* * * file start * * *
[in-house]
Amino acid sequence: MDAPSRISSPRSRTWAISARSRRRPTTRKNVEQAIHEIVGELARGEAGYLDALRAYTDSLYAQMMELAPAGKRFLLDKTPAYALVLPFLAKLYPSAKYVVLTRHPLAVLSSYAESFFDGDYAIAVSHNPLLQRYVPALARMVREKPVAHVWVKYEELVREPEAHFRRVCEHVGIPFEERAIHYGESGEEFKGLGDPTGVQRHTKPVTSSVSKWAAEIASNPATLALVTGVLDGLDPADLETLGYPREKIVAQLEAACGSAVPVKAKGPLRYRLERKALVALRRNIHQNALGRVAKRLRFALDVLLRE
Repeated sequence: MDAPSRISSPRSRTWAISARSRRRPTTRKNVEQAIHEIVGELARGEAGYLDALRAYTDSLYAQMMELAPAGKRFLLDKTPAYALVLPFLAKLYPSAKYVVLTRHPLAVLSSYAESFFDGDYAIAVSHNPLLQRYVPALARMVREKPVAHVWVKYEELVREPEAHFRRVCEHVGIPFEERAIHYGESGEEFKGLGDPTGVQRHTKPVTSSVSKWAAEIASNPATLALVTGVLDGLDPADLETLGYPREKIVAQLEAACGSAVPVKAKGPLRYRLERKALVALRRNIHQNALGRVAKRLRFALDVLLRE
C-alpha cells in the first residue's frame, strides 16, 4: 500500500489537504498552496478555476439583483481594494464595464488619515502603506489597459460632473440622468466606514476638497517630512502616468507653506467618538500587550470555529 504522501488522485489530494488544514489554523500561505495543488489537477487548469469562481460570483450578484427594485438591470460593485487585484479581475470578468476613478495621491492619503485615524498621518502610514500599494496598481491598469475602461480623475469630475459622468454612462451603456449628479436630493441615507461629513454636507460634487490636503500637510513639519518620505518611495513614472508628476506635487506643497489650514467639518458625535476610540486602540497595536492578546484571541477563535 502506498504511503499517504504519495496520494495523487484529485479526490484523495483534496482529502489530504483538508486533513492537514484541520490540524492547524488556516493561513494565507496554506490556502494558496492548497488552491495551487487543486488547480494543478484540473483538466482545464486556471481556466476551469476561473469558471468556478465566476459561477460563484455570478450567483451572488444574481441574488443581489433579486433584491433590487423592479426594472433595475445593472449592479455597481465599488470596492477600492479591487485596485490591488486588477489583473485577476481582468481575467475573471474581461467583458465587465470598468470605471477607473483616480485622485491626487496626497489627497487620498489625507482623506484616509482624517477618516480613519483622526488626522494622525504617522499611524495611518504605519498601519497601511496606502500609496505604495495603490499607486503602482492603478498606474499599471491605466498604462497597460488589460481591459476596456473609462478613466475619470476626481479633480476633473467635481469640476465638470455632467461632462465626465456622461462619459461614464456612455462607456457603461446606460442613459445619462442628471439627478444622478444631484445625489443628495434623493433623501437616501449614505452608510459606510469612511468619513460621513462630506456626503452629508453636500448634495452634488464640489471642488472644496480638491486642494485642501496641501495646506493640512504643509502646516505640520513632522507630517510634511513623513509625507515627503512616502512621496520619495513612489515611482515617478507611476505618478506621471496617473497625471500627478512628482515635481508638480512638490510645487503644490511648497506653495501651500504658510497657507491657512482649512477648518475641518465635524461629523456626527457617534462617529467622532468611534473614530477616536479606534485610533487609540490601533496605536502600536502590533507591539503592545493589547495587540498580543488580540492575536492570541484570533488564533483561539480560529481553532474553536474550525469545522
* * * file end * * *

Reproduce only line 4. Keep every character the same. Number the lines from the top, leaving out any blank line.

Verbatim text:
C-alpha cells in the first residue's frame, strides 16, 4: 500500500489537504498552496478555476439583483481594494464595464488619515502603506489597459460632473440622468466606514476638497517630512502616468507653506467618538500587550470555529 504522501488522485489530494488544514489554523500561505495543488489537477487548469469562481460570483450578484427594485438591470460593485487585484479581475470578468476613478495621491492619503485615524498621518502610514500599494496598481491598469475602461480623475469630475459622468454612462451603456449628479436630493441615507461629513454636507460634487490636503500637510513639519518620505518611495513614472508628476506635487506643497489650514467639518458625535476610540486602540497595536492578546484571541477563535 502506498504511503499517504504519495496520494495523487484529485479526490484523495483534496482529502489530504483538508486533513492537514484541520490540524492547524488556516493561513494565507496554506490556502494558496492548497488552491495551487487543486488547480494543478484540473483538466482545464486556471481556466476551469476561473469558471468556478465566476459561477460563484455570478450567483451572488444574481441574488443581489433579486433584491433590487423592479426594472433595475445593472449592479455597481465599488470596492477600492479591487485596485490591488486588477489583473485577476481582468481575467475573471474581461467583458465587465470598468470605471477607473483616480485622485491626487496626497489627497487620498489625507482623506484616509482624517477618516480613519483622526488626522494622525504617522499611524495611518504605519498601519497601511496606502500609496505604495495603490499607486503602482492603478498606474499599471491605466498604462497597460488589460481591459476596456473609462478613466475619470476626481479633480476633473467635481469640476465638470455632467461632462465626465456622461462619459461614464456612455462607456457603461446606460442613459445619462442628471439627478444622478444631484445625489443628495434623493433623501437616501449614505452608510459606510469612511468619513460621513462630506456626503452629508453636500448634495452634488464640489471642488472644496480638491486642494485642501496641501495646506493640512504643509502646516505640520513632522507630517510634511513623513509625507515627503512616502512621496520619495513612489515611482515617478507611476505618478506621471496617473497625471500627478512628482515635481508638480512638490510645487503644490511648497506653495501651500504658510497657507491657512482649512477648518475641518465635524461629523456626527457617534462617529467622532468611534473614530477616536479606534485610533487609540490601533496605536502600536502590533507591539503592545493589547495587540498580543488580540492575536492570541484570533488564533483561539480560529481553532474553536474550525469545522